by Steve Beasant on 14 July, 2015
You might have missed it if you weren’t looking, but on Friday the Conservatives threw a bit more of our green policy out of the window, by scrapping a technical (but crucial) part of Zero Carbon Homes – allowable solutions. This measure essentially meant that developers would still be required to offset carbon emissions by paying into a green pot – even if they couldn’t build new homes to Zero Carbon standards. I wrote about it here, when the measure was previously announced by Stephen Williams:
“Where it would be all nigh impossible to build a carbon-tight home “on site”, developers aren’t let off the hook. Instead they contribute to a central pot of money which will go straight back into locking up any remaining carbon leakage in other “off-setting” schemes and carbon reducing initiatives. The net result is, as Lib Dem minister Stephen Williams describes, “No Carbon. None. Nil. Nought. Zip. Zilch.” Now that is not the case.
I still amazed when the Tories try to tell us that we can’t afford to green the UK economy. The truth is, we can’t afford not to. The UK’s low carbon business sector grew rapidly in the last parliament and is now five times larger than the aerospace industry and twice as large as the chemicals sector. The sector is well placed to capitalise on new global low carbon markets, which are now worth more than £3 trillion. We want to seize this opportunity, not throw it away.
Liberal Democrats should all be proud that, during our time in Government, we set the UK on the path to a low carbon economy. We made sure that ambitious targets were adopted under the fourth carbon budget. We put in place the world’s first low carbon energy market. We created the Green Investment Bank.
With Britain’s low carbon economy at a crossroads, our work must continue. But my fear is that the Tories will blow it. Already, they are taking away support for onshore wind, the cheapest form of renewable energy. In his “Summer Budget”, George Osborne stepped up his attack by raising taxes for renewable energy projects. And now the Tories are scrapping Zero Carbon standards for new homes.
Let’s be honest though: Liberal Democrats have not always made a powerful enough case that investment in low-carbon and resource-efficient industries will give a Britain a stronger economy, more jobs and greater prosperity.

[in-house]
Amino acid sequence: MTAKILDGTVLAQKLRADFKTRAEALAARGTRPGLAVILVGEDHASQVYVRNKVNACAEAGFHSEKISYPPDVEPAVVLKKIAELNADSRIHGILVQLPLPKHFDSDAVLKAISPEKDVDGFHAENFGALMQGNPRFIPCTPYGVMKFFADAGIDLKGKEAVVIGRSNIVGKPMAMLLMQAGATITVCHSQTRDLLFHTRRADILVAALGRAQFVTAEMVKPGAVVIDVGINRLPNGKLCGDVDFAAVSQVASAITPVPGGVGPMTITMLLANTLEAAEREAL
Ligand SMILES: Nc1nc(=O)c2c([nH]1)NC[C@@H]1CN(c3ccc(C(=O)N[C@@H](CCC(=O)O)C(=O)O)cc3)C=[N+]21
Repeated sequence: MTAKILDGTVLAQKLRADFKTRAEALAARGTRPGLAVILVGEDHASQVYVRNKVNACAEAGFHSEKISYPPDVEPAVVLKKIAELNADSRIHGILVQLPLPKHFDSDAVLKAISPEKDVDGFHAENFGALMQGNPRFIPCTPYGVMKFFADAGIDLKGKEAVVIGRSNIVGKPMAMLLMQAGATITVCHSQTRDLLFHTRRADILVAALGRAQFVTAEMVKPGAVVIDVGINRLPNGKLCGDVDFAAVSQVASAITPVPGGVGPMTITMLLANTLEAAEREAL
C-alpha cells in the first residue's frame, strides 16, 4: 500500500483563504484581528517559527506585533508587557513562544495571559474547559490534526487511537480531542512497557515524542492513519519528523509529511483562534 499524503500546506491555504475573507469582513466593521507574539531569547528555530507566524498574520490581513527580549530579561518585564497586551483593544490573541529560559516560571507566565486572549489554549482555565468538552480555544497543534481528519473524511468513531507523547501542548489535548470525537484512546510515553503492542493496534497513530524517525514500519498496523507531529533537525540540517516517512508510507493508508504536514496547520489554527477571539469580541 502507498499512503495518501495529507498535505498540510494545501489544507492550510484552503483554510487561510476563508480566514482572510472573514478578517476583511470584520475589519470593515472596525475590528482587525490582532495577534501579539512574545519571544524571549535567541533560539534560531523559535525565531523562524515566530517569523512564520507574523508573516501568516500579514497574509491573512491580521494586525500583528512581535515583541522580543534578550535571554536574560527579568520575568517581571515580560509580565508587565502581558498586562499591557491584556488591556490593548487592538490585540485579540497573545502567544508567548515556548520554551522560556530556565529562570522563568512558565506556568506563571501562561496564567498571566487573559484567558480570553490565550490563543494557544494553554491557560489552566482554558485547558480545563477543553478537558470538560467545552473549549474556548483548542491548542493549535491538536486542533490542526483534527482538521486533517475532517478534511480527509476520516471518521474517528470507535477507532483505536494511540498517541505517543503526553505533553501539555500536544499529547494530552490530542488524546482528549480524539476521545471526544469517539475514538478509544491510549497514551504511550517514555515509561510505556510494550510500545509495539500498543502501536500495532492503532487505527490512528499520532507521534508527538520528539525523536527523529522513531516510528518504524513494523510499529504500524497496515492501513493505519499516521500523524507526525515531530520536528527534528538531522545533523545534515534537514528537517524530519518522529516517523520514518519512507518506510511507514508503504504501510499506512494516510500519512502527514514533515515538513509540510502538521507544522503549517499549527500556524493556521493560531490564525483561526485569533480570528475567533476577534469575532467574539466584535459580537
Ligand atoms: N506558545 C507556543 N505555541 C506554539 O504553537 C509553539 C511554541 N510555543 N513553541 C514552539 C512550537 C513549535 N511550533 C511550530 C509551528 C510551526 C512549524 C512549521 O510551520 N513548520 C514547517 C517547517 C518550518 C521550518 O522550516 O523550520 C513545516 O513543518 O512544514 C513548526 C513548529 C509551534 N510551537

That’s why the top priority in my personal manifesto is active, ambitious, liberal government to create a new economy – low-carbon, high- skill, innovative, enterprising and resource-efficient.
There are three things we must do. First, we need to keep pressing ministers to work with their European partners to secure a new global treaty on climate change. And we need to remind David Cameron and his colleagues that if they don’t take strong action for a low carbon economy here in the UK, they won’t be credible at the big UN climate summit in Paris at the end of the year.
Second, we must keep pressing for a legally binding decarbonisation target for 2030, which can largely be achieved by expanding renewables, for a deadline to retire the UK’s most polluting coal stations and for carbon budgets that will help to meet our long-term targets to cut emissions. Developers of clean energy technologies need a policy roadmap they can count on.
The third task is to renew our call for a comprehensive energy efficiency retrofit for existing homes and for zero carbon new build to be made a national infrastructure priority. With cold homes estimated to cost the NHS around £1.3bn a year, improving home energy efficiency would significantly reduce the burden on NHS budgets. It would also give the UK greater energy security.
Above all, I am determined that the Liberal Democrat version of a zero carbon Britain will be at the forefront of our efforts to re-establish ourselves as a popular and credible force.Leave a comment